Education choice making major advances in 2021

Our friends Jason Bedrick and Corey DeAngelis are in the business of keeping us apprised of school choice advances from states across the country, and business is booming. After DeAngelis’ post went live, Kansas lawmakers expanded their scholarship tax credit program, necessitating an update from Bedrick.

 In a year in which public school systems lost contact with millions of children, the already considerable appeal of funding students rather than systems has greatly increased. States new to private educational choice in 2021 include Kentucky and Missouri (new tax-credit funded education savings account programs) and West Virginia (new education savings account program).

Florida and Indiana lawmakers made preexisting programs broader and stronger, and Indiana added a new education savings account program for children with disabilities.

The ESA legislation is especially welcome. Ten years ago, I had the opportunity to work with an extraordinary group of advocates and policymakers to develop the first ESA program for students with disabilities. The flexibility afforded to the families of students with disabilities through the ESA mechanism has proven to have an extraordinary utility.

I would argue that the highest form of an “Individual Education Plan” means being able to customize the services and therapies to the specific needs of a child. ESA programs for students with disabilities followed in Florida, Mississippi, North Carolina and Tennessee.

Nevada lawmakers passed a broadly available ESA program, but the Nevada Supreme Court defunded the program based upon a technicality. As a quick aside, let’s take a look at how students in Clark County fared during the pandemic a few years later, when Chad Alderman calculated the average amount of instruction received by any means (in-person digital, etc.) for 10 large urban districts.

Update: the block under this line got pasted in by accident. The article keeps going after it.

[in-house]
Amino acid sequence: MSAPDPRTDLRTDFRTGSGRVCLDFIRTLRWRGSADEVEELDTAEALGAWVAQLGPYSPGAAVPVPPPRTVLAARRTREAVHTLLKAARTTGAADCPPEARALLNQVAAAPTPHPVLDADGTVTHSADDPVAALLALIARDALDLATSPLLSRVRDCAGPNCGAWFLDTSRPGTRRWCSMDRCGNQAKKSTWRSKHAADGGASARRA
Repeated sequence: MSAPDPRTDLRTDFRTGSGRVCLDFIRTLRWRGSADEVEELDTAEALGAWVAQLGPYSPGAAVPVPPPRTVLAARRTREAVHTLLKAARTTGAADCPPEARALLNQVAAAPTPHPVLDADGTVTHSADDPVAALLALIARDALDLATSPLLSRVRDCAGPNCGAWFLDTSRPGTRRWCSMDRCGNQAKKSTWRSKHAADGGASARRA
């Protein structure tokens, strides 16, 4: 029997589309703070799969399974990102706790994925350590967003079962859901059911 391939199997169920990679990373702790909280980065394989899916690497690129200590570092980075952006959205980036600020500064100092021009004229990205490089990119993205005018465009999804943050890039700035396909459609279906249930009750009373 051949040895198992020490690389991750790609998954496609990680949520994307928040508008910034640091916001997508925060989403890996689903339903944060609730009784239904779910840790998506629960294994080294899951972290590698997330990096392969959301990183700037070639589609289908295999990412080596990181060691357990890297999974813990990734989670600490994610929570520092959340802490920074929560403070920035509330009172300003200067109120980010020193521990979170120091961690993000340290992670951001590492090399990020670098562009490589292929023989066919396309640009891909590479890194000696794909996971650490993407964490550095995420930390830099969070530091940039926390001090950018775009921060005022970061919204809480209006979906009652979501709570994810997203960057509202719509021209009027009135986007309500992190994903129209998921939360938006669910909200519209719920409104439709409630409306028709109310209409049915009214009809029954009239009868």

Why did Clark County provide less than half of normal instruction? Ultimately because they would face no meaningful consequence for doing so.

 If Nevada families possessed the option of an ESA, the public-school systems would have made a greater effort than providing far less than half-time Zoom school. Parents created pods across the country out of their own pockets. The Nevada ESA would have enabled them to do so with much greater equity.

 The new and expanded ESA programs create a wider network of people trying new education uses and administrative technologies. The ESA design, only a decade old, continues to grow, improve and evolve, acquiring experience and confidence over time.

 The usual suspects will file lawsuits, and challenges lie ahead, but 2021 already is a historic year for education freedom. Ultimately, all students, including but not limited to students with disabilities, deserve a meaningful individual education plan.

 The 2021 legislative sessions aren’t finished, so stay tuned to see what happens next.

One Comment

  1. The more educated the children are, the richer our lives. The new education system will abandon the inertia of contemporary traditions and prejudices, and this is great!